In fact, the fraying of the Democratic coalition was already well underway back in the 1990s under the Bill Clinton administration. The coalition had once centred on the strength of the labor unions, who could mobilize campaign workers and funds to back Democratic candidates. The steady decline of organized labor (accelerated thanks to Clinton-era policies) altered the balance of forces within the Party. Moreover, the Democratic leadership were able to take labor-union support for granted, since organized workers were hardly likely to defect to the rabidly anti-union Republican Party. Another group whose unconditional support was assumed were African Americans, who had been almost uniformly opposed to the Republicans ever since President Nixon implemented his ‘southern strategy’ of appealing to white southern workers.
This election, the Democrats also thought the Hispanic vote was in the bag, thanks to Trump’s vilification of Mexicans and obsession with building a border wall. But Obama has deported well over two million illegal immigrants during his terms in office, breaking the record of George W. Bush, which may account for why Hillary only won just over 60 percent of the Hispanic vote.
In any case, taking the votes of so many of the rank-and-file Party members and supporters for granted was premised on the singular awfulness of the Republican Party — and for a time the strategy seemed to work well enough. But an ideology that is largely negative or defensive offering few positive principles or goal — seems doomed to failure.
And the end did come in November 2016 with the defeat of the ideologically bankrupt Clinton campaign, which had smeared supporters of Trump (and Sanders!) as misogynists and racists, and even dabbled in laughable conspiracy theories suggesting sinister links between Trump and Putin.
Granted, the central ideas of the Sanders and Trump campaigns were based on a nostalgia for the good old days (that never were) — whether returning the Democratic Party to its role as the supposed party of the working class or bringing ‘greatness’ back to American somehow — but at least their slogans did challenge the status quo and create the impression of having some positive content.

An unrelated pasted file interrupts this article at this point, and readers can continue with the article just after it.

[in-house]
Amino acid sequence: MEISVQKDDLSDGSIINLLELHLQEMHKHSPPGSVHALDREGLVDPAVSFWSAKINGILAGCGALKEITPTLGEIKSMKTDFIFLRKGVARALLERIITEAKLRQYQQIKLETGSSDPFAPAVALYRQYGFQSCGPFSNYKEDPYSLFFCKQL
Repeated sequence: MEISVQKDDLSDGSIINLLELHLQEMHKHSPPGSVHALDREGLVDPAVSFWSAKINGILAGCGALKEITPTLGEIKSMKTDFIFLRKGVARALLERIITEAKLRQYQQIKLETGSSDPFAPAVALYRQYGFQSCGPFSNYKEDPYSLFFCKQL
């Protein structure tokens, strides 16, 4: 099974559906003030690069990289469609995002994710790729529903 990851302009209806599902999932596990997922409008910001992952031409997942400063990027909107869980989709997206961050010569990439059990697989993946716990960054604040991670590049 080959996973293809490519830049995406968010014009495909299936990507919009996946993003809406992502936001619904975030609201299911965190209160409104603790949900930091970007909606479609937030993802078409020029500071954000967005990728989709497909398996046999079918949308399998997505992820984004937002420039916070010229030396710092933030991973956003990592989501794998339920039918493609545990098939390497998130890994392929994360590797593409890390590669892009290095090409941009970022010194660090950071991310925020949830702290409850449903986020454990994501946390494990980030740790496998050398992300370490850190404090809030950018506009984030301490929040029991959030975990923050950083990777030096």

It might seem that the Trump and Sanders insurgencies offer the two parties a way out of their ideological and organizational impasses. But is that the case?
Trump, certainly has taken a broad axe to the rotten planks of the old Republican platform. But his own incipient platform looks to be very shaky. For instance, how is he going to balance tax cuts with expanding the military budget and increasing spending on infrastructure as a stimulus measure? His surprising victory has brought a temporary unity (or truce) among warring factions within the Party, but no fundamental compromise is on the cards.
Meanwhile, Bernie’s supporters hope to win Party leadership from the Clintonites to implement ‘progressive’ policies. Much of their criticism of the Party establishment is on the mark, but they overlook the very basic fact that capitalism is a system of production for profit. This reality shapes policy and leaves only a limited space for the sort of reformist policies the ‘Berniecrats’ are advocating. The supporters of Sanders may be right about a strategy to win voters to the Democratic Party, but the role of the Party is not simply to win elections but to administer capitalism effectively, which is to say, ‘profitably.’
It is impossible to predict exactly where the Republican or Democratic Party might be headed, but if either party were to undergo a decisive split it would not be too surprising. Then again, both may very well manage to more peacefully realign themselves along different lines, in altered coalitions.
In any case, the 2016 election has revealed the current fault lines within those two parties and also taught us (or at least reconfirmed) a number of valuable lessons. It has become clear, for instance, that the ‘faithful’ of each party may not be as blinded by loyalty as their opponents imagine. Ultimately, each party has to gain and maintain the support of its members and of voters on the basis of ideas. Even a campaign backed by the power of money and the media can fall flat without any coherent ideology at its basis.
The obvious case example is the Clinton campaign, which enjoyed a formidable fundraising apparatus and network of media lackeys. But the mixed message of the campaign, reflecting the gap between Clinton’s words and deeds, left her vulnerable to Sanders and vanquished by Trump. The weapons the Clinton campaign wielded ended up harming her more than her opponents by exposing to the public, without much room for doubt, that she was the establishment candidate. The more money Clinton raised from her donors and the more articles published to praise her or attack her opponents, only ended up underscoring that status as the champion of the status quo.
This fascinating fiasco is highly encouraging to a socialist party. One can expect the ruling class to launch ferocious attacks against the socialist movement, starting with the media, once the movement has grown too powerful to ignore. But there is every likelihood that the effort to attack and discredit the socialist rebellion, will only contribute to its strength. It is already rather astounding that in a US presidential election, of all places, a Democratic candidate and his supporters would embrace terms like ‘socialist’ or ‘revolutionary,’ which are ordinarily used to smear a leftwing opponent. We have come a long way from the 1990s, when Democratic politicians lived in fear of being labelled ‘liberals’ by their Republican opponents.
The 2016 election campaign suggests that now is an ideal moment for socialists to boldly attack the thread-bare ideologies of bourgeois political parties and present our alternative to capitalism.